Tesla Board Gains Two Watchdogs As Musk Seeks a Way Out of His Cave Mess
Tesla’s nine-member board now numbers eleven, with many shareholders hoping that the addition of two independent directors — a key directive of Tesla’s SEC settlement — helps keep a lid on CEO Elon Musk’s stock-rocking shenanigans.
Whether or not the two new members can actually do this remains to be seen. Musk continued antagonizing the Securities and Exchange Commission even after agreeing to the settlement that saw him removed as chairman, and he insists no one’s vetting his tweets. Speaking of ill-considered tweets, Musk’s lawyers claim the British cave diver suing Musk for defamation should just let it go.
Joining the board are Larry Ellison, co-founder of Oracle Corp., and Kathleen Wilson-Thompson, global PR chief for Walgreens Boots Alliance Inc., Automotive News reports. The two will take their place at a table roundly viewed as being stocked with staunch Musk [s]lapdogs[/s] loyalists — members who stuck by their CEO after his infamous go-private tweet of August 7th.
Many suggest that Ellison may be no different. In October, Ellison told an audience, “I’m very close friends with Elon Musk and I’m a big investor in Tesla.”
As part of the SEC settlement, which cost Tesla and Musk $20 million apiece, Musk transferred his chairman title to telecom exec and Tesla board member Robyn Denholm in November. He’s not allowed to wear that hat again for three years.
In a 60 Minutes interview airing earlier this month, Musk suggested his power remained undiluted and downplayed his influence on the company’s stock.
Musk’s capricious tweets might have earned him a slapdown from the U.S. securities regulator, but it also brought him perhaps the most avoidable lawsuit in history. Repeatedly, Musk tweeted that British diver Vernon Unsworth — a key figure in this year’s cave rescue of a trapped Thai soccer team — was a pedophile, providing no evidence for the claim. You’ll recall that this came after Unsworth suggested Musk should stick his homemade submarine where the sun don’t shine. Like a robin tugging a squirming worm from the fresh spring soil, Musk kept up the attacks, at one point daring Unsworth to sue him.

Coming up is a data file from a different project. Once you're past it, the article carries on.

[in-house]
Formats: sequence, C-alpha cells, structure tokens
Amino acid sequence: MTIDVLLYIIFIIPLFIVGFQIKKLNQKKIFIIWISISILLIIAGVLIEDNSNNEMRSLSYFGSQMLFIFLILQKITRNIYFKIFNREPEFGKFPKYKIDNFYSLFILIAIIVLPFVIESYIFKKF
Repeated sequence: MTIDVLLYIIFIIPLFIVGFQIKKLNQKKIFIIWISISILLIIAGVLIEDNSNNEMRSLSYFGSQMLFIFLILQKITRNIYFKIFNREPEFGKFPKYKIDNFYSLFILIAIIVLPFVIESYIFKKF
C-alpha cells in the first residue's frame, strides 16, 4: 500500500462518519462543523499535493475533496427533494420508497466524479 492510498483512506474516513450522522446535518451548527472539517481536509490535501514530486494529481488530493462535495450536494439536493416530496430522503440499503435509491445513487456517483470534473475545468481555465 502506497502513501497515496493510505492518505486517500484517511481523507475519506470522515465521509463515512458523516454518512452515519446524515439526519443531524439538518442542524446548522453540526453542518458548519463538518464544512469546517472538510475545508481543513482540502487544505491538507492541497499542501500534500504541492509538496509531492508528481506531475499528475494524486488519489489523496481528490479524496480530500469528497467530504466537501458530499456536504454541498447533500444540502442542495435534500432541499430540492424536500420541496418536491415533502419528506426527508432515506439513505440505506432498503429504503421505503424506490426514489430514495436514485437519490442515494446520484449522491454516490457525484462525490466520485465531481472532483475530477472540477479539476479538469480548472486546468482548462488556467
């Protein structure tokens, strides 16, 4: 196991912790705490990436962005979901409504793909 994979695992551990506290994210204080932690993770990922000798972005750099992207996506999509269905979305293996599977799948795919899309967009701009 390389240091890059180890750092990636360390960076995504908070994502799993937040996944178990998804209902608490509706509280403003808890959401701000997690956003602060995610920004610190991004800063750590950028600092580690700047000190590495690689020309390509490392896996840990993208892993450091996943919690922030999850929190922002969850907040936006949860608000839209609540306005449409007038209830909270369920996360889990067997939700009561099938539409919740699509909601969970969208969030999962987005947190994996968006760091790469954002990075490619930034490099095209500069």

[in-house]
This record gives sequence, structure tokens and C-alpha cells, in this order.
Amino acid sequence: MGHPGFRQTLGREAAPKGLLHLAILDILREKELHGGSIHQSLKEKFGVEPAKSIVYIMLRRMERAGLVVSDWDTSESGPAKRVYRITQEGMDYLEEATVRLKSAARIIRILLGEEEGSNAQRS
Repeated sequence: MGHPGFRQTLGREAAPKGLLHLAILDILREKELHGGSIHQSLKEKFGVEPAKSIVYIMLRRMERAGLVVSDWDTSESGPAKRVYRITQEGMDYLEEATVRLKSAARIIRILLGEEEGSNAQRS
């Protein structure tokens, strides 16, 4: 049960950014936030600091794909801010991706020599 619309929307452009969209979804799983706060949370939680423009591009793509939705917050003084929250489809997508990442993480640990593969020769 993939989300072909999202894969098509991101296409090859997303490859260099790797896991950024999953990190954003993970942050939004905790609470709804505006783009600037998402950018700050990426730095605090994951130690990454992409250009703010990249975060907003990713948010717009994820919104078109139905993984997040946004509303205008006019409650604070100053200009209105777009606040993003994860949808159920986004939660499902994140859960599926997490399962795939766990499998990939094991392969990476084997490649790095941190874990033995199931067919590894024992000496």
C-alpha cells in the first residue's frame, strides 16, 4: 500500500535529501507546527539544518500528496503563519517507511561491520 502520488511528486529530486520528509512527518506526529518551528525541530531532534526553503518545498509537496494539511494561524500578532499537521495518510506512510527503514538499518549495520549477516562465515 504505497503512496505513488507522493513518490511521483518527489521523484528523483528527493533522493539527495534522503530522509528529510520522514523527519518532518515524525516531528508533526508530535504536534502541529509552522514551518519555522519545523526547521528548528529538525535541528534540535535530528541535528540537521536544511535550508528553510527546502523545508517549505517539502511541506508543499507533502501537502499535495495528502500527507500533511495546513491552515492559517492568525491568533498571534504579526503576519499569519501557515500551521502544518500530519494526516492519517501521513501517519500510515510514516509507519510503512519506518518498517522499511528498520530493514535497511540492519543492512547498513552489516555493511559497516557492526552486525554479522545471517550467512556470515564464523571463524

Unsworth filed suit in September, accusing Musk of libel and slander. He’s seeking at least $75,000 in damages.
On Wednesday, Musk’s lawyers filed a motion to dismiss the suit, essentially claiming that Twitter is silly and people say dumb things on it. And besides, no one took Musk seriously. According to CNBC, Musk’s legal representation said the CEO took to Twitter (“a social networking website infamous for invective and hyperbole”) to respond to Unsworth’s “indefensible and baseless attacks.”
Unsworth’s lawyer rejects this argument, claiming he expects the case to move forward.
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- Paul Mezhir As awful as the styling was on these cars, they were beautifully assembled and extremely well finished for the day. The doors closed solidly, the ride was extremely quiet and the absence of squeaks and rattles was commendable. As for styling? Everything's beautiful in it's own way.....except for the VI coupe....it's proportions were just odd: the passenger compartment and wheelbase seemed to be way too short, especially compared to the VI sedan. Even the short-lived Town Coupe had much better proportions. None of the fox-body Lincolns could compare to the beautiful proportions of the Mark V.....it was the epitome of long, low, sleek and elegant. The proportions were just about perfect from every angle.
- ToolGuy Silhouetting yourself on a ridge like that is an excellent way to get yourself shot ( Skylining)."Don't you know there's a special military operation on?"
- ToolGuy When Farley says “like the Millennium Falcon” he means "fully updatable" and "constantly improving" -- it's right there in the Car and Driver article (and makes perfect sense).
- Master Baiter New slogan in the age of Ford EVs:FoundOnRoadDischarged
- Albert Also owned a 1959 Continental Mark IV coupe for 20 years and loved every minute!
If a $20 million penalty won't get this guy off of Twitter, asking $75,000 is way too low. Add three zeroes to the end and maybe Elon *might* wise up.
The way out is easy...publicly apologize to the dude, show sincerity by hanging up the Twitter account afterwards, settle the lawsuit and walk away a bit wiser.